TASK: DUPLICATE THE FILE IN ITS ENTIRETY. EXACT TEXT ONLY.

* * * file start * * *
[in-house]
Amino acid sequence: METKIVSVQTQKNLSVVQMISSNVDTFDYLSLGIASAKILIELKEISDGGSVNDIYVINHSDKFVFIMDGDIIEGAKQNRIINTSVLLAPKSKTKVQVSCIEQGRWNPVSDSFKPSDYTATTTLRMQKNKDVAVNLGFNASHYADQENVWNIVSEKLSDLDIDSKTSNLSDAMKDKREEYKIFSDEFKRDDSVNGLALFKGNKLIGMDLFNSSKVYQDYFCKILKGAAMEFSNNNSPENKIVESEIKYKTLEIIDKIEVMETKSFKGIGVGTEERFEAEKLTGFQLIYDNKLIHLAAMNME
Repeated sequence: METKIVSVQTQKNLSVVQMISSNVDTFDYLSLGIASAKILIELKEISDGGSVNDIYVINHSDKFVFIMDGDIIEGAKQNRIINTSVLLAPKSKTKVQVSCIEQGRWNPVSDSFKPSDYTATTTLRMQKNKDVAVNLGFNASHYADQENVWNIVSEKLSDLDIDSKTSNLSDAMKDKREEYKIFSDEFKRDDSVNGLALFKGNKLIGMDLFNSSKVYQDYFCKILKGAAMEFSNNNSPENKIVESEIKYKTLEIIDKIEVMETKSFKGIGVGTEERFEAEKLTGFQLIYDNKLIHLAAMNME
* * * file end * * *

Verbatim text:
[in-house]
Amino acid sequence: METKIVSVQTQKNLSVVQMISSNVDTFDYLSLGIASAKILIELKEISDGGSVNDIYVINHSDKFVFIMDGDIIEGAKQNRIINTSVLLAPKSKTKVQVSCIEQGRWNPVSDSFKPSDYTATTTLRMQKNKDVAVNLGFNASHYADQENVWNIVSEKLSDLDIDSKTSNLSDAMKDKREEYKIFSDEFKRDDSVNGLALFKGNKLIGMDLFNSSKVYQDYFCKILKGAAMEFSNNNSPENKIVESEIKYKTLEIIDKIEVMETKSFKGIGVGTEERFEAEKLTGFQLIYDNKLIHLAAMNME
Repeated sequence: METKIVSVQTQKNLSVVQMISSNVDTFDYLSLGIASAKILIELKEISDGGSVNDIYVINHSDKFVFIMDGDIIEGAKQNRIINTSVLLAPKSKTKVQVSCIEQGRWNPVSDSFKPSDYTATTTLRMQKNKDVAVNLGFNASHYADQENVWNIVSEKLSDLDIDSKTSNLSDAMKDKREEYKIFSDEFKRDDSVNGLALFKGNKLIGMDLFNSSKVYQDYFCKILKGAAMEFSNNNSPENKIVESEIKYKTLEIIDKIEVMETKSFKGIGVGTEERFEAEKLTGFQLIYDNKLIHLAAMNME